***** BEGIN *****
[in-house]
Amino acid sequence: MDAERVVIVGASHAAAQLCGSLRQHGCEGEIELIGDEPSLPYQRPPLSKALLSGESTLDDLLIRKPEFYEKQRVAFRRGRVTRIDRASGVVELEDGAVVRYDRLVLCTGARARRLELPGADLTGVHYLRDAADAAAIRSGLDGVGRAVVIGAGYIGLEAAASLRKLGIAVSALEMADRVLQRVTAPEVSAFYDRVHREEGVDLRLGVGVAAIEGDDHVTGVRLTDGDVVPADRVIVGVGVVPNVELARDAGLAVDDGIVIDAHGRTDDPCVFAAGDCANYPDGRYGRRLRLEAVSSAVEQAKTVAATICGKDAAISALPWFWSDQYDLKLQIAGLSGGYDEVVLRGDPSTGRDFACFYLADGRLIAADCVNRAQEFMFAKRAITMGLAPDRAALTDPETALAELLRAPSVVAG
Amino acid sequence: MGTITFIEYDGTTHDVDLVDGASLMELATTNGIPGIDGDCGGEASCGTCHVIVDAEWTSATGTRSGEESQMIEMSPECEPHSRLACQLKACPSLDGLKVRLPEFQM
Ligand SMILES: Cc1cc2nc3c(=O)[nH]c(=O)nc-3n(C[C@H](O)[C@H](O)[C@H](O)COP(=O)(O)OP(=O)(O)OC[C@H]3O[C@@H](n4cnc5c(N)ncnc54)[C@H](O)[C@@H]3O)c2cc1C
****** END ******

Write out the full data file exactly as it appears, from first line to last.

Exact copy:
[in-house]
Amino acid sequence: MDAERVVIVGASHAAAQLCGSLRQHGCEGEIELIGDEPSLPYQRPPLSKALLSGESTLDDLLIRKPEFYEKQRVAFRRGRVTRIDRASGVVELEDGAVVRYDRLVLCTGARARRLELPGADLTGVHYLRDAADAAAIRSGLDGVGRAVVIGAGYIGLEAAASLRKLGIAVSALEMADRVLQRVTAPEVSAFYDRVHREEGVDLRLGVGVAAIEGDDHVTGVRLTDGDVVPADRVIVGVGVVPNVELARDAGLAVDDGIVIDAHGRTDDPCVFAAGDCANYPDGRYGRRLRLEAVSSAVEQAKTVAATICGKDAAISALPWFWSDQYDLKLQIAGLSGGYDEVVLRGDPSTGRDFACFYLADGRLIAADCVNRAQEFMFAKRAITMGLAPDRAALTDPETALAELLRAPSVVAG
Amino acid sequence: MGTITFIEYDGTTHDVDLVDGASLMELATTNGIPGIDGDCGGEASCGTCHVIVDAEWTSATGTRSGEESQMIEMSPECEPHSRLACQLKACPSLDGLKVRLPEFQM
Ligand SMILES: Cc1cc2nc3c(=O)[nH]c(=O)nc-3n(C[C@H](O)[C@H](O)[C@H](O)COP(=O)(O)OP(=O)(O)OC[C@H]3O[C@@H](n4cnc5c(N)ncnc54)[C@H](O)[C@@H]3O)c2cc1C